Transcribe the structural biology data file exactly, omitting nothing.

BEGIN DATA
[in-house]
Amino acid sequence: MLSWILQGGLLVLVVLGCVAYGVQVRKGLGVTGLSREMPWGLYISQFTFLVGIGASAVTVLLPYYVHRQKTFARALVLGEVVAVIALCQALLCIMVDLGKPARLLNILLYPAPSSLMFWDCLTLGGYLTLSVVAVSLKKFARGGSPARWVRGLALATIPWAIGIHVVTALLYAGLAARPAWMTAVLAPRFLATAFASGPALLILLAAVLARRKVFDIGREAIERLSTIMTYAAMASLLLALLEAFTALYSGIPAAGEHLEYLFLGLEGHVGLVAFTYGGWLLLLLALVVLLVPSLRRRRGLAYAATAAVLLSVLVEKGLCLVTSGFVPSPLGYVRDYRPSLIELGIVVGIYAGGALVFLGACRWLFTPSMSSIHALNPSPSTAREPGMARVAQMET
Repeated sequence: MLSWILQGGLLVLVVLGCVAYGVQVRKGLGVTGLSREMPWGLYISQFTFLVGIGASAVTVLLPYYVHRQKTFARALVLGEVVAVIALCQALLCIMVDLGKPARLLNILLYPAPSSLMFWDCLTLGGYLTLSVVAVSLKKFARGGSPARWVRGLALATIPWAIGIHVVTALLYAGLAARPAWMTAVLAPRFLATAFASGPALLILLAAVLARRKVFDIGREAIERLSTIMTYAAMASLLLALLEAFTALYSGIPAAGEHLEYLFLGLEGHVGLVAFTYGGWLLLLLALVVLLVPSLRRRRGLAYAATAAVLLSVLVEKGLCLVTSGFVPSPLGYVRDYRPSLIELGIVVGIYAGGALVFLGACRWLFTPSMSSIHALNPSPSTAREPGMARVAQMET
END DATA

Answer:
[in-house]
Amino acid sequence: MLSWILQGGLLVLVVLGCVAYGVQVRKGLGVTGLSREMPWGLYISQFTFLVGIGASAVTVLLPYYVHRQKTFARALVLGEVVAVIALCQALLCIMVDLGKPARLLNILLYPAPSSLMFWDCLTLGGYLTLSVVAVSLKKFARGGSPARWVRGLALATIPWAIGIHVVTALLYAGLAARPAWMTAVLAPRFLATAFASGPALLILLAAVLARRKVFDIGREAIERLSTIMTYAAMASLLLALLEAFTALYSGIPAAGEHLEYLFLGLEGHVGLVAFTYGGWLLLLLALVVLLVPSLRRRRGLAYAATAAVLLSVLVEKGLCLVTSGFVPSPLGYVRDYRPSLIELGIVVGIYAGGALVFLGACRWLFTPSMSSIHALNPSPSTAREPGMARVAQMET
Repeated sequence: MLSWILQGGLLVLVVLGCVAYGVQVRKGLGVTGLSREMPWGLYISQFTFLVGIGASAVTVLLPYYVHRQKTFARALVLGEVVAVIALCQALLCIMVDLGKPARLLNILLYPAPSSLMFWDCLTLGGYLTLSVVAVSLKKFARGGSPARWVRGLALATIPWAIGIHVVTALLYAGLAARPAWMTAVLAPRFLATAFASGPALLILLAAVLARRKVFDIGREAIERLSTIMTYAAMASLLLALLEAFTALYSGIPAAGEHLEYLFLGLEGHVGLVAFTYGGWLLLLLALVVLLVPSLRRRRGLAYAATAAVLLSVLVEKGLCLVTSGFVPSPLGYVRDYRPSLIELGIVVGIYAGGALVFLGACRWLFTPSMSSIHALNPSPSTAREPGMARVAQMET